€1.1 billion to support Danish carbon capture and storage

european flag and denmark falgs flying together
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Under EU State Aid rules, the European Commission has approved a €1.1 billion grant to support the Danish roll-out of carbon capture and storage (CCS) technologies

The carbon capture and storage roll-out comes at a time when both Denmark and the greater European community are striving towards a climate-neutral goal by 2050.

Reducing carbon dioxide in Denmark

The scheme has a total budget of around €1.1 billion (DKK 8.1 billion) and aims to promote the roll-out of CCS technologies used to reduce carbon dioxide emissions. With decarbonising the industrial process a top priority, CCS technology is at the core of this solution.

The €1.1 billion is believed to increase investor confidence in the future of carbon capture and storage technology whilst also reducing costs for future CCS applications.

Under the scheme, the aid will be awarded through a competitive tendering procedure to be concluded in 2023. The tender will be open to companies active in any industrial sector, including the waste and energy sectors.

The parameters of the 20-year contract

Under a 20-year contract, the beneficiary will be expected to capture and store an annual minimum of 0.4 million tonnes of CO2 from 2026.

According to the European Commission, “The grant will cover the difference between the estimated total costs of capturing and storing a tonne of CO2 over the contract’s lifetime and the return expected by the beneficiary. The maximum amount of aid will equal €54.9 million annually (DKK 408.4 million), adjusted for inflation.”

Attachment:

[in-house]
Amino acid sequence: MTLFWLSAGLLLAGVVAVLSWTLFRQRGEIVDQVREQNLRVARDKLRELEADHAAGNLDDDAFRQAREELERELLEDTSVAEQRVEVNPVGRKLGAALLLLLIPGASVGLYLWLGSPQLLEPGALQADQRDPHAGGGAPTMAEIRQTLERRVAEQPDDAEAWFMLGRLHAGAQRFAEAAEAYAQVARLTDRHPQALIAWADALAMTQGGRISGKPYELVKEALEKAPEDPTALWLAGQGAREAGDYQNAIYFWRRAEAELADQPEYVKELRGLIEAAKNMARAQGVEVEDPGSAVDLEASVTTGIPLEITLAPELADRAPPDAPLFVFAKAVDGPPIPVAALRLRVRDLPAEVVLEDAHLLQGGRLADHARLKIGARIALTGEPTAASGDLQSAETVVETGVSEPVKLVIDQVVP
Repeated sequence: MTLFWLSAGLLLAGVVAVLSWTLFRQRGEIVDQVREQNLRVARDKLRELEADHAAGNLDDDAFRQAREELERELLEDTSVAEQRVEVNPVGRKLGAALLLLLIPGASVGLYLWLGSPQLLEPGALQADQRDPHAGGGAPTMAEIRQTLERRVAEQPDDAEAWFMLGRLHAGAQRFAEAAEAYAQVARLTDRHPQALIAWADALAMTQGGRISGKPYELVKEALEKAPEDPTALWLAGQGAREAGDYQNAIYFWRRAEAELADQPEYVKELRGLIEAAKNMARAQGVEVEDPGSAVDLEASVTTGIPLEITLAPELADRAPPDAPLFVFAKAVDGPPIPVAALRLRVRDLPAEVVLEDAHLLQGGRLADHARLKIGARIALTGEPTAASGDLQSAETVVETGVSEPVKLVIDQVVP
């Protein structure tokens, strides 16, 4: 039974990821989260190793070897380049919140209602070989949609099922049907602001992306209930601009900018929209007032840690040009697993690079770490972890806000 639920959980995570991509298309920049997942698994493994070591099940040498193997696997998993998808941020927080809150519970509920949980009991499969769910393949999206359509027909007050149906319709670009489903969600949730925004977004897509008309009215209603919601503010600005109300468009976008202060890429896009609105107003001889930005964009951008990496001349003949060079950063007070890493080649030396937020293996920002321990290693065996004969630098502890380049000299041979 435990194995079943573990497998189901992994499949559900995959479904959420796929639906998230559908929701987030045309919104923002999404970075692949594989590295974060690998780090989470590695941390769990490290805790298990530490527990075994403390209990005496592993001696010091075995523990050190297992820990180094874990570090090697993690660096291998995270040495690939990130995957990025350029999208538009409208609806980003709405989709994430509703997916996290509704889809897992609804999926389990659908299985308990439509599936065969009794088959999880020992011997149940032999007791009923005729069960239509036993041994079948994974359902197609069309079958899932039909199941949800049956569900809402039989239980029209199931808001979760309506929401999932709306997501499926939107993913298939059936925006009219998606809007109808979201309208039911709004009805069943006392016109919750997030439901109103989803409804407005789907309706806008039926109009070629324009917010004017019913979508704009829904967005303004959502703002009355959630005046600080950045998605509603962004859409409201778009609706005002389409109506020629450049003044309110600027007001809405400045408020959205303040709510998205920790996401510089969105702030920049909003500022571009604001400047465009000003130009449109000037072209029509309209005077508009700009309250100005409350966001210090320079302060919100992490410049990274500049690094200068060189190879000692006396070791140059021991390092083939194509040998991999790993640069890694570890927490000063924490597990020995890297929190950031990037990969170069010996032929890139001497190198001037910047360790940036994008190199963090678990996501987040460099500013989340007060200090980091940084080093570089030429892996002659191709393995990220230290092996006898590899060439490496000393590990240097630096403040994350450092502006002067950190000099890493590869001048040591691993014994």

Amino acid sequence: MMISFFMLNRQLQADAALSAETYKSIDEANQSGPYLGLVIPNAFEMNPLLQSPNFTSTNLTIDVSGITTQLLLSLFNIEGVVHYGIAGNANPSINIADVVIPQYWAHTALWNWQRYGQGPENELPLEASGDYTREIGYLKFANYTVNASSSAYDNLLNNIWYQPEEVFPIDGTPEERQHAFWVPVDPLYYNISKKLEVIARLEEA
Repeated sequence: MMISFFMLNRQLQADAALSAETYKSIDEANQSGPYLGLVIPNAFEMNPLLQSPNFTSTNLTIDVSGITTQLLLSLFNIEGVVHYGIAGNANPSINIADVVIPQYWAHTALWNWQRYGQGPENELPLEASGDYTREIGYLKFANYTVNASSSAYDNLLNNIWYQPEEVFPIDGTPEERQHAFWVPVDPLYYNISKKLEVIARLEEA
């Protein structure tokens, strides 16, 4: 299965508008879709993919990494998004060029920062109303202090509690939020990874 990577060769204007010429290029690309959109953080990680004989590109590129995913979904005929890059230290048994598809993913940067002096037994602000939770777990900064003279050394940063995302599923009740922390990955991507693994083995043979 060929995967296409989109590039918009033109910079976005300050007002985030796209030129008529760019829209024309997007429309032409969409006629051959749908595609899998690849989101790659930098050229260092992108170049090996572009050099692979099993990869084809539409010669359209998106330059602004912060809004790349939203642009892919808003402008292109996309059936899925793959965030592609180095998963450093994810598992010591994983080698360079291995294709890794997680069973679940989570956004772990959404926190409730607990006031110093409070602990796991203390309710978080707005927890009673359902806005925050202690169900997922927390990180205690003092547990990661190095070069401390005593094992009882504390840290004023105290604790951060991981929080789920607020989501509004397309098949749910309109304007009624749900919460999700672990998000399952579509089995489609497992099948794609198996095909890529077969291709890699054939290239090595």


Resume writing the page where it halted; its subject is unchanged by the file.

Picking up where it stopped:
The scheme will contribute to Denmark’s efforts to reduce its greenhouse gas emissions by 70% by 2030 compared to the 1990 level.

The hope is that this scheme will enable Denmark and the EU to meet their objective of achieving climate neutrality by 2050. The project is expected to enable the capture and storage of a minimum of 0.4 million tonnes of CO2 per year and 8 million tonnes of CO2 over the total 20-year period of the contract.

0.4 million tonnes of CO2 per year and 8 million tonnes of CO2 over the total 20-year period of the contract

Why did the commission agree to the CCS grant?

Under the EU State Aid rules, the European Commission found that:

  • “The scheme is necessary and appropriate to support the reduction of greenhouse gas emissions through the capture and storage of CO2 in Denmark and thereby contribute to the EU and national climate targets.
  • The scheme has an “incentive effect” as potential beneficiaries would not carry out the investments and engage in a CCS project without the public support.
  • The scheme has a limited impact on competition and trade within the EU. In particular, the aid is proportionate and any negative effect on competition and trade in the EU will be limited in view of the design of the bidding process, which will ensure that the aid amount is kept to the minimum.
  • The scheme will be subject to an ex-post evaluation, which will verify among other things the effectiveness of the competitive bidding process.
  • Finally, Denmark committed to ensure that the aid delivers overall CO2 reductions and that it does not merely displace the emissions from one sector to another.”


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